Tag Archives: cognitive framing

The secret to social change

We all have a lot of ideas about what people should be doing differently. What am I talking about? Well, pretty much everything – every topic of laws and norms and morality that affect other people’s decisions. It could be … Continue reading

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Stories-About-Us: How They Work

In my last few blog posts, I’ve been focusing on our “stories about us” (“metanarratives”) – the topic of the book I’m writing. I hope the book will reach a broad audience, because it’s vital information we all need to … Continue reading

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“The only thing we have to fear…”

International terrorists are trying to ratchet up our fear. They’re devoting their lives to getting us to invest a lot of energy into making ourselves far more secure (in one specific dimension or another) than rationally called for. They’re working … Continue reading

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The paradox: Evoking progress to avert disaster

As responsible citizens who keep up on current events, we are all familiar with problems that need our attention and action. Whether each of us is a liberal or conservative, mainstream or following topics few others seem to care about, … Continue reading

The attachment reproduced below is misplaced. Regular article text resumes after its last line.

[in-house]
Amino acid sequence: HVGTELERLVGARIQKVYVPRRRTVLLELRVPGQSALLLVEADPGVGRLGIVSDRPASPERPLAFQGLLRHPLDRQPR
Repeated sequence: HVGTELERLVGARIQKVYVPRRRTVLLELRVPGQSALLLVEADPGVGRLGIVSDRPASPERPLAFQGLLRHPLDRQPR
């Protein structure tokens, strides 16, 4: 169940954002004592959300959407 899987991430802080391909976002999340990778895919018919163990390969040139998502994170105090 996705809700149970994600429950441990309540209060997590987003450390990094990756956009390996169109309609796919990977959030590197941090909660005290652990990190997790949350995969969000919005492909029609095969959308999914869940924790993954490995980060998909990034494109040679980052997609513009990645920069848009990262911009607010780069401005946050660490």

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“And just how do we go about changing the world, anyway?”: World Beliefs Survey, part three

Which types of beliefs about our world will motivate us to act? This question was at the heart of my dissertation research, and the answers are very important for those of us who care about the “big picture” and wonder … Continue reading

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Is every story a journey?

On a refreshingly cloudy afternoon last July, I faced the last big hurdle in earning my Ph.D. in psychology: “defending” my dissertation. People in other departments, at other universities, tell me this can be a grueling event, but my department … Continue reading

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